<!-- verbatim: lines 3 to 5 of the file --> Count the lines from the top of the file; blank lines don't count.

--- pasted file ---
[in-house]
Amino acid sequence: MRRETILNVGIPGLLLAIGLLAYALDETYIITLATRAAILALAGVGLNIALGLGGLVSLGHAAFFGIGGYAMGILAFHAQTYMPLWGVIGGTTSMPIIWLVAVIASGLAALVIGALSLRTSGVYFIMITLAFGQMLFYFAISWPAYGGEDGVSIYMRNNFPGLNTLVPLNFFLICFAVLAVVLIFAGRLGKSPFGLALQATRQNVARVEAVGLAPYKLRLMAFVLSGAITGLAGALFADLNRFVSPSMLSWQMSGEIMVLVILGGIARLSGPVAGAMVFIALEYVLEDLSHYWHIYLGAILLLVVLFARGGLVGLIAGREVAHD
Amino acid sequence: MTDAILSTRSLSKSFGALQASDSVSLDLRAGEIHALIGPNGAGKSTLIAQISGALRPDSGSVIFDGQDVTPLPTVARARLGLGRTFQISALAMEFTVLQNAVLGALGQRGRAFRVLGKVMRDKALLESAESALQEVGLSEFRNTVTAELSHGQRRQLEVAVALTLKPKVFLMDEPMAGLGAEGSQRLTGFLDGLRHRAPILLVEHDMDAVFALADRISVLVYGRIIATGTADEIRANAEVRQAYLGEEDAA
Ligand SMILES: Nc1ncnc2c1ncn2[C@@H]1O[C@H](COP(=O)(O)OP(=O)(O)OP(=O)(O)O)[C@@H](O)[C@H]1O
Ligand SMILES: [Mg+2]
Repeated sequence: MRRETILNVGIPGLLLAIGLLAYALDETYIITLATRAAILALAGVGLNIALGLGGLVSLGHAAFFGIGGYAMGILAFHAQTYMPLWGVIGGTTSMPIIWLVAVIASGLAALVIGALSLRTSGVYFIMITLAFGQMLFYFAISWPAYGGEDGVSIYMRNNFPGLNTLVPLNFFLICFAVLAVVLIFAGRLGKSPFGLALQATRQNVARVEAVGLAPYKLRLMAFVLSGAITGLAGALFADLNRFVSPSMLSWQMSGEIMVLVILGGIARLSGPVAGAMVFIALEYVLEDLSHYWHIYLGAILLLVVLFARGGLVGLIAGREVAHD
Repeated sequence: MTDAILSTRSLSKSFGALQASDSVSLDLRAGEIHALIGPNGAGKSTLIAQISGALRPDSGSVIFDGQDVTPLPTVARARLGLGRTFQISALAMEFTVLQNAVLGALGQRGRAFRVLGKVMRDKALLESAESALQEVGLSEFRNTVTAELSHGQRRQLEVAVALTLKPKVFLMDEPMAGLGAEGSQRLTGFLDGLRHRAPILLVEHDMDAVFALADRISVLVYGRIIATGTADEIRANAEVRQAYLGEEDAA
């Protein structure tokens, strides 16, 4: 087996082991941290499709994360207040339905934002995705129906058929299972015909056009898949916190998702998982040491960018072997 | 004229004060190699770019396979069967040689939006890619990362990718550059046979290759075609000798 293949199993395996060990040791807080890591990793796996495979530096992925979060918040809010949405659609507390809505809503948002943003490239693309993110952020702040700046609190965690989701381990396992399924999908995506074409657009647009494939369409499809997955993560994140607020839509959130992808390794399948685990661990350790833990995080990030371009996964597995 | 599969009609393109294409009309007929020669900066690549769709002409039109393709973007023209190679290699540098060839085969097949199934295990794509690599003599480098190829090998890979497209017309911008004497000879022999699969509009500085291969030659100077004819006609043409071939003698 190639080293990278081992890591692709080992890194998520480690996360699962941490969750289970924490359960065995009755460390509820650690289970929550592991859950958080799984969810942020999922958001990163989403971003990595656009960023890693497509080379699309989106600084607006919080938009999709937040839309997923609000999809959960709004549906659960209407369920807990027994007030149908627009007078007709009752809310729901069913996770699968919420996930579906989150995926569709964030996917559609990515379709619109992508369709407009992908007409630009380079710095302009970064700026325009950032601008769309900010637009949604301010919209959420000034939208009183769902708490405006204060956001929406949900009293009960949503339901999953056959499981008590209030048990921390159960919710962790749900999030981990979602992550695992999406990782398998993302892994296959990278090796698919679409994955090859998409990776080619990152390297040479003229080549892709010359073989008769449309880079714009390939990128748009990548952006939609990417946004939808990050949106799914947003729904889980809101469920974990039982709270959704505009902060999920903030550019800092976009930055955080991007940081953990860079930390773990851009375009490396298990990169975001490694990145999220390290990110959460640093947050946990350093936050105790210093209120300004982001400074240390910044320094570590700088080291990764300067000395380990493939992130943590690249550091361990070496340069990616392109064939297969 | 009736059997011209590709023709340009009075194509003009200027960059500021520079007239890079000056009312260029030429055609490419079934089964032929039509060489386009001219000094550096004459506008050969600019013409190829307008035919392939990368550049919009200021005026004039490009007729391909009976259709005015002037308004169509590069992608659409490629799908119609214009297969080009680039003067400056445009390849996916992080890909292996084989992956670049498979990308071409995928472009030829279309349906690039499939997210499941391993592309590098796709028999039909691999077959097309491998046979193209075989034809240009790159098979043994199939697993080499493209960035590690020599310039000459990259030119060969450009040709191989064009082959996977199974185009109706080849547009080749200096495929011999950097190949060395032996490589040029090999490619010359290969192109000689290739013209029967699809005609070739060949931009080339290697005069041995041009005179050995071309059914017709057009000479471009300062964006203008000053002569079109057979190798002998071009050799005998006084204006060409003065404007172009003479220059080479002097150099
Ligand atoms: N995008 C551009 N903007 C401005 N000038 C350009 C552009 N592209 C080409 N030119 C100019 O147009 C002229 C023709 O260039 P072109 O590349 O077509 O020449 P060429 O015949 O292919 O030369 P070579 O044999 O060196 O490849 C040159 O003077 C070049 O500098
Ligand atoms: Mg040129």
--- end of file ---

Amino acid sequence: MTDAILSTRSLSKSFGALQASDSVSLDLRAGEIHALIGPNGAGKSTLIAQISGALRPDSGSVIFDGQDVTPLPTVARARLGLGRTFQISALAMEFTVLQNAVLGALGQRGRAFRVLGKVMRDKALLESAESALQEVGLSEFRNTVTAELSHGQRRQLEVAVALTLKPKVFLMDEPMAGLGAEGSQRLTGFLDGLRHRAPILLVEHDMDAVFALADRISVLVYGRIIATGTADEIRANAEVRQAYLGEEDAA
Ligand SMILES: Nc1ncnc2c1ncn2[C@@H]1O[C@H](COP(=O)(O)OP(=O)(O)OP(=O)(O)O)[C@@H](O)[C@H]1O
Ligand SMILES: [Mg+2]